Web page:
# Integral of absolute value of X and area under the curve.

Here's my question. We know that the absolute value of X looks like:

Clearly, we can see, since the absolute value of x is always greater than or equal to 0, the area under the curve is always positive. Why then does it integrate to the following? Where the integral function takes negative values? I do understand, though, that the derivative of the following function works out to be what one would expect: |x|

EDIT: I guess this question is a little bit stupid. I am confusing definite integral with the indefinite integral. I do notice that if I take any two points and take the difference between the values of the indefinite integral evaluated at these points, I get a positive value for the area.

Your intuition seems to be telling you that the antiderivative of an always-positive function should be always positive. But this is not correct. This is a counterexample. Integrating $$x^2 + 1$$ is another example: it's antiderivative is $$\frac{x^3}{3} + x + C$$, which is not always positive.

Instead, the correct property that we should expect is for the function to be always increasing. Starting with a positive function $$f(x)$$, we know that $$\displaystyle \int_a^b f(x) dx > 0$$. In particular, this should mean that $$\displaystyle F(x) = \int_0^x f(t) dt$$, which is the antiderivative, to be a strictly increasing function.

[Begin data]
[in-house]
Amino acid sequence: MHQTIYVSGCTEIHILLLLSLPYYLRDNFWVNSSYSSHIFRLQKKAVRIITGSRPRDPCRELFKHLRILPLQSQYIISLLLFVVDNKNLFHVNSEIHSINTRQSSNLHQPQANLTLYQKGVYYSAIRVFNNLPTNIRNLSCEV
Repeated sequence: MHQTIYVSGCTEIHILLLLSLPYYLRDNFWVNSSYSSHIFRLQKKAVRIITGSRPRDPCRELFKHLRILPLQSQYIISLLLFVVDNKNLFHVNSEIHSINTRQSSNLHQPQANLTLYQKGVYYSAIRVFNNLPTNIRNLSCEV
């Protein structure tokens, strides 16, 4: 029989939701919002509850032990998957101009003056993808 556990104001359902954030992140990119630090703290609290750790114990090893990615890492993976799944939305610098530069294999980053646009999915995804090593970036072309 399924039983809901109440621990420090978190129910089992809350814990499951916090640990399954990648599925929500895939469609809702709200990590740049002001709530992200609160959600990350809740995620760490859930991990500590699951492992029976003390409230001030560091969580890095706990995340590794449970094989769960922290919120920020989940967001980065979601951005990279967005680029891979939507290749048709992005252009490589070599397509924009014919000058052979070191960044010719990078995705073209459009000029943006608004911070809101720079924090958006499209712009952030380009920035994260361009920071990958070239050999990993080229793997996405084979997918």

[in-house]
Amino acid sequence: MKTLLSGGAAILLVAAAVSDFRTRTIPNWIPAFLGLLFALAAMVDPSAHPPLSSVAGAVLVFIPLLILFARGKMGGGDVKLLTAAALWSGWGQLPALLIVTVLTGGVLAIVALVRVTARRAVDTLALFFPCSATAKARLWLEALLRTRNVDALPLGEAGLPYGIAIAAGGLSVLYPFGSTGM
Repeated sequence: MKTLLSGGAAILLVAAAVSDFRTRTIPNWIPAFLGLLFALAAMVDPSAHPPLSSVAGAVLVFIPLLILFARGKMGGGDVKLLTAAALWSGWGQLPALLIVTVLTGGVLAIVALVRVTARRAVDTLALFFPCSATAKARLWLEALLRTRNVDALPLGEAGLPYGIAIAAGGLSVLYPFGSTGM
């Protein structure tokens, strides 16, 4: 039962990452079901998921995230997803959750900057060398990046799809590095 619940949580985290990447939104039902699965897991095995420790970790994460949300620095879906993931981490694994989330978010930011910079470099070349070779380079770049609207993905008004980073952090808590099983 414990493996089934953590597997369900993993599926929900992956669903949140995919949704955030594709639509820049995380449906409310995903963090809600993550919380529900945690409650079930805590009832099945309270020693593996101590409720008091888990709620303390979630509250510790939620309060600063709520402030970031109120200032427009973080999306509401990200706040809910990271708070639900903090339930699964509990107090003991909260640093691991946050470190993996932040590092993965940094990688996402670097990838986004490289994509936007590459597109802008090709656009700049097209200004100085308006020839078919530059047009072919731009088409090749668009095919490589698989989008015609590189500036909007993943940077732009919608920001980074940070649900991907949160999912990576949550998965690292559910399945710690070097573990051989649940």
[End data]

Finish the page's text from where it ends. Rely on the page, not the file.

For instance, $$\int_a^b f(x) dx > 0 \iff F(b) - F(a) > 0$$, so that we see that $$F(x)$$ must be strictly increasing.

In this case, $$\frac{1}{2}x^2 \text{sgn}(x)$$ is a strictly increasing function, so that it might be the antiderivative of a positive function (like it is).

• think it should be $\frac{x^3}{3}+x$ – The Poor Jew Aug 14 at 0:41
• Yes, you're right. Thank you. – davidlowryduda Aug 14 at 16:03

I am answering my own stupid question for the sake of completeness.

I am confusing definite integral with the indefinite integral. I do notice that if I take any two points and take the difference between the values of the indefinite integral evaluated at these points, I get a positive value for the area. At the same time, the derivative of the indefinite integral gives |x|

i.e.

$$\left(\frac{x^2 * sgn(x)}{2}\right)_{-1}^{0} = (0 - \frac{-1}{2}) = \frac{1}{2}$$

which is the same as the area of the triangle as below: